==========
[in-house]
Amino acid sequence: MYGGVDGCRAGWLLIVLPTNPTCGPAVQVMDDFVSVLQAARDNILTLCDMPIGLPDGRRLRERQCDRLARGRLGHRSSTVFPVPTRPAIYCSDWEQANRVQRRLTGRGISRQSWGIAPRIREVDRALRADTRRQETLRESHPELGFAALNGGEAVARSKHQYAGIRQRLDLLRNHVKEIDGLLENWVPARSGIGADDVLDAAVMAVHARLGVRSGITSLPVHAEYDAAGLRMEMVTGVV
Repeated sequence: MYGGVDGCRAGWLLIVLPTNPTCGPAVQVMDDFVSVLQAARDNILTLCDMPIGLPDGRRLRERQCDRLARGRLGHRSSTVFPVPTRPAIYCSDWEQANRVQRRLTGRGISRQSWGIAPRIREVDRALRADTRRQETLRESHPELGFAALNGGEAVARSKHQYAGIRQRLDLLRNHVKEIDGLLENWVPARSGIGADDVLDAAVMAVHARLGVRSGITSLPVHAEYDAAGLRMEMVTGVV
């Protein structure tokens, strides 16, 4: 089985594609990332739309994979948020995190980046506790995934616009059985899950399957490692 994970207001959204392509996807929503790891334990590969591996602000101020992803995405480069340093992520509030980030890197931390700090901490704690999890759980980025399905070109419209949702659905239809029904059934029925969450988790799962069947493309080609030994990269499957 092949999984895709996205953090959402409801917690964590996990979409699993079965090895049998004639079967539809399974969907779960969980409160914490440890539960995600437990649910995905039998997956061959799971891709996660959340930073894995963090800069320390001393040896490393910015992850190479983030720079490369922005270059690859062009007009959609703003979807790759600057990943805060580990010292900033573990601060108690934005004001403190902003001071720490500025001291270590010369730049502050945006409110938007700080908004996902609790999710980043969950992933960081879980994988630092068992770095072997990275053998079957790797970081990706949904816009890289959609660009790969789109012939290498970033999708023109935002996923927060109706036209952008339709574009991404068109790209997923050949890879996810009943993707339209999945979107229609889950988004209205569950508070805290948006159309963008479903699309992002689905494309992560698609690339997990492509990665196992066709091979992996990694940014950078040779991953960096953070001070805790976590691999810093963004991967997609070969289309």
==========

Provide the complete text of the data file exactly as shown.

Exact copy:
[in-house]
Amino acid sequence: MYGGVDGCRAGWLLIVLPTNPTCGPAVQVMDDFVSVLQAARDNILTLCDMPIGLPDGRRLRERQCDRLARGRLGHRSSTVFPVPTRPAIYCSDWEQANRVQRRLTGRGISRQSWGIAPRIREVDRALRADTRRQETLRESHPELGFAALNGGEAVARSKHQYAGIRQRLDLLRNHVKEIDGLLENWVPARSGIGADDVLDAAVMAVHARLGVRSGITSLPVHAEYDAAGLRMEMVTGVV
Repeated sequence: MYGGVDGCRAGWLLIVLPTNPTCGPAVQVMDDFVSVLQAARDNILTLCDMPIGLPDGRRLRERQCDRLARGRLGHRSSTVFPVPTRPAIYCSDWEQANRVQRRLTGRGISRQSWGIAPRIREVDRALRADTRRQETLRESHPELGFAALNGGEAVARSKHQYAGIRQRLDLLRNHVKEIDGLLENWVPARSGIGADDVLDAAVMAVHARLGVRSGITSLPVHAEYDAAGLRMEMVTGVV
């Protein structure tokens, strides 16, 4: 089985594609990332739309994979948020995190980046506790995934616009059985899950399957490692 994970207001959204392509996807929503790891334990590969591996602000101020992803995405480069340093992520509030980030890197931390700090901490704690999890759980980025399905070109419209949702659905239809029904059934029925969450988790799962069947493309080609030994990269499957 092949999984895709996205953090959402409801917690964590996990979409699993079965090895049998004639079967539809399974969907779960969980409160914490440890539960995600437990649910995905039998997956061959799971891709996660959340930073894995963090800069320390001393040896490393910015992850190479983030720079490369922005270059690859062009007009959609703003979807790759600057990943805060580990010292900033573990601060108690934005004001403190902003001071720490500025001291270590010369730049502050945006409110938007700080908004996902609790999710980043969950992933960081879980994988630092068992770095072997990275053998079957790797970081990706949904816009890289959609660009790969789109012939290498970033999708023109935002996923927060109706036209952008339709574009991404068109790209997923050949890879996810009943993707339209999945979107229609889950988004209205569950508070805290948006159309963008479903699309992002689905494309992560698609690339997990492509990665196992066709091979992996990694940014950078040779991953960096953070001070805790976590691999810093963004991967997609070969289309």